Redox and chemical activities of the hemes in the sulfur oxidation pathway enzyme SoxAX.
Bradley JM., Marritt SJ., Kihlken MA., Haynes K., Hemmings AM., Berks BC., Cheesman MR., Butt JN.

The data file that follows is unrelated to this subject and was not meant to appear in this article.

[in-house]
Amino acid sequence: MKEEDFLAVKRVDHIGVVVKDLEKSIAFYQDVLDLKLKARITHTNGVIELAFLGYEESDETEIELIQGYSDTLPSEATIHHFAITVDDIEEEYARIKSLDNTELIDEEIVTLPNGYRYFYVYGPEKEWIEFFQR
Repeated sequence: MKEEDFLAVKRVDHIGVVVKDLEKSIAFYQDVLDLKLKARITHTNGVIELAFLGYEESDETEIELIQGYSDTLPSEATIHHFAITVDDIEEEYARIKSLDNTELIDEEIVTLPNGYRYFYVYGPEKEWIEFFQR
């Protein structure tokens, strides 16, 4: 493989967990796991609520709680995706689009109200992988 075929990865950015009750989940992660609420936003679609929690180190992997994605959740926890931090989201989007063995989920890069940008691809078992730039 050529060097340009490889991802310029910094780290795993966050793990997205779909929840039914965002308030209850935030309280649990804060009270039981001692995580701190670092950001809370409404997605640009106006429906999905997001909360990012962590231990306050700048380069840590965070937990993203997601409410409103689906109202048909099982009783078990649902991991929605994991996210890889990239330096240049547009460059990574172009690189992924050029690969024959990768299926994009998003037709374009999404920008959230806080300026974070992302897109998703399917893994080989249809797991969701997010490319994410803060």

BACKGROUND: SoxAX enzymes initiate microbial oxidation of reduced inorganic sulfur compounds. Their catalytic mechanism is unknown. RESULTS: Cyanide displaces the CysS(-) ligand to the active site heme following reduction by S(2)O(4)(2-) but not Eu(II). CONCLUSION: An active site heme ligand becomes labile on exposure to substrate analogs. SIGNIFICANCE: Elucidation of SoxAX mechanism is necessary to understand a widespread pathway for sulfur compound oxidation. SoxAX enzymes couple disulfide bond formation to the reduction of cytochrome c in the first step of the phylogenetically widespread Sox microbial sulfur oxidation pathway. Rhodovulum sulfidophilum SoxAX contains three hemes. An electrochemical cell compatible with magnetic circular dichroism at near infrared wavelengths has been developed to resolve redox and chemical properties of the SoxAX hemes. In combination with potentiometric titrations monitored by electronic absorbance and EPR, this method defines midpoint potentials (E(m)) at pH 7.0 of approximately +210, -340, and -400 mV for the His/Met, His/Cys(-), and active site His/CysS(-)-ligated heme, respectively. Exposing SoxAX to S(2)O(4)(2-), a substrate analog with E(m) ~-450 mV, but not Eu(II) complexed with diethylene triamine pentaacetic acid (E(m) ~-1140 mV), allows cyanide to displace the cysteine persulfide (CysS(-)) ligand to the active site heme. This provides the first evidence for the dissociation of CysS(-) that has been proposed as a key event in SoxAX catalysis.